foreigners view of intellectual property in the US

Friday 18 April, 2008

The German American Chamber of Commerce of the Midwest in cooperation with Brinks Hofer Gilson & Lione held this event: Avoiding US Intellectual Property Pitfalls The event featured a user’s view from the General Counsel of Robert Bosch, 1 of Germany’s largest electronics firms along with 2 attorneys from Brinks, 1 from Chicago & 1 from Detroit (Ann Arbor actually) with the law firm’s view.  Bosch is a prolific patent filer with an average of 14 filings/working day placing them 3rd in the US Patent office & 1st in Germany. Their goal is not to monetize their patent portfolio, rather to simply protect their  core manufacturing base.  Their best example is anti-lock braking systems.  The lawyers admitted intellectual property litigation is more expensive & extreme in the US, but 98% of cases settle.   Patent clearance searches can help an IP user avoid litigation.  IP owners can be sued when accused of infringements on patents, trademarks, & copyrights.  There are new standards for filing:  “justiciable controversy” judged by the “totality of the circumstances.”  They also offered 10 IP red flags, i.e. instances when IP should be secured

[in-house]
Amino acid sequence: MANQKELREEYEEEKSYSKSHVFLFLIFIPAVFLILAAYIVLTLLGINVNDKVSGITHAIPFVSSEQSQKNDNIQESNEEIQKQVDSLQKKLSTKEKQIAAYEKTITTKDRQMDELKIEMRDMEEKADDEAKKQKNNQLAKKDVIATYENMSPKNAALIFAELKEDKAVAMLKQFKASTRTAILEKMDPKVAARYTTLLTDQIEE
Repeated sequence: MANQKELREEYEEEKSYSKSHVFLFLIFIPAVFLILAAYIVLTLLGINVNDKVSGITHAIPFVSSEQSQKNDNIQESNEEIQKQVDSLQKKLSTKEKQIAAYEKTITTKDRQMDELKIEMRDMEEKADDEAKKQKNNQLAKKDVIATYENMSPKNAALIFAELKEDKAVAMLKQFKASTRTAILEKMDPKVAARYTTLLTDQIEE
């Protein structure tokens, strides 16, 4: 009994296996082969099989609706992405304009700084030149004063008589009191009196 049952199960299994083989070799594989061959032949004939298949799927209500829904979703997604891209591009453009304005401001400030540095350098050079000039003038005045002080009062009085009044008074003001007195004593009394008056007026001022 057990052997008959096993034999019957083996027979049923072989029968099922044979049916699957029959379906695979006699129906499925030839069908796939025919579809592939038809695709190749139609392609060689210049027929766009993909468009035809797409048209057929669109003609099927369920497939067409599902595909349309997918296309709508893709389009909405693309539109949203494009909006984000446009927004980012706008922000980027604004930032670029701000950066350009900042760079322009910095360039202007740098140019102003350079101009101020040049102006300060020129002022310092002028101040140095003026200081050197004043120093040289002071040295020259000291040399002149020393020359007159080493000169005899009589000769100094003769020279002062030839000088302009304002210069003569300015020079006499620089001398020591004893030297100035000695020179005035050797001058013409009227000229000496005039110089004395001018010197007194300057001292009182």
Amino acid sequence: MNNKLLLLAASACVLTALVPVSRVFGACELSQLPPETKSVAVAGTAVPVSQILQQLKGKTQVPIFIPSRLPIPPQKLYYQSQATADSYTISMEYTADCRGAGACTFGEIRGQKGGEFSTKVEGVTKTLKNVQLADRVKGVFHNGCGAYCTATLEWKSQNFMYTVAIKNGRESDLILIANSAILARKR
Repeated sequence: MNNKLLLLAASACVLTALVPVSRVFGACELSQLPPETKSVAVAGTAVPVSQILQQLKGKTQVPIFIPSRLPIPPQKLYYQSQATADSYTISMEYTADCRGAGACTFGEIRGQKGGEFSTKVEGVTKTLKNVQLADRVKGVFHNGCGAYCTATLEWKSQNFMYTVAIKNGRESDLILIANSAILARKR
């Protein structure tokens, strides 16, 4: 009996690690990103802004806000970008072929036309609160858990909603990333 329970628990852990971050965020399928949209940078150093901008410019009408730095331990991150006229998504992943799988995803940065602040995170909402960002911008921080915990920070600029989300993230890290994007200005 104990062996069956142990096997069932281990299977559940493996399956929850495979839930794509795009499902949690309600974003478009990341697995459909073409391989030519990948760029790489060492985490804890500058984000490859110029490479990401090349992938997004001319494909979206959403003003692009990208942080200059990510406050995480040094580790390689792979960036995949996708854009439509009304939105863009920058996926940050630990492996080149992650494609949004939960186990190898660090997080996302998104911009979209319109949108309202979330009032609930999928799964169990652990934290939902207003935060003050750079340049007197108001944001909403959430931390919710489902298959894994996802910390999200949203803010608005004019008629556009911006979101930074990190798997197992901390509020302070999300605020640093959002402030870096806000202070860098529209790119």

1 hiring an employee

2 disclosing information

3 selling product ideas

4 internal product development

5 co-development projects

6 solving customer problems

7 contracting engineering services

8 contracting software services

9 licensing in or out

10 acquiring business operations

The target audience apparently was German members of the GACCOM, but I’m not sure how many/what percentage of the attendees were German lawyers.  I requested copies of the presentations or links to them from the organizers, but have yet to receive them.


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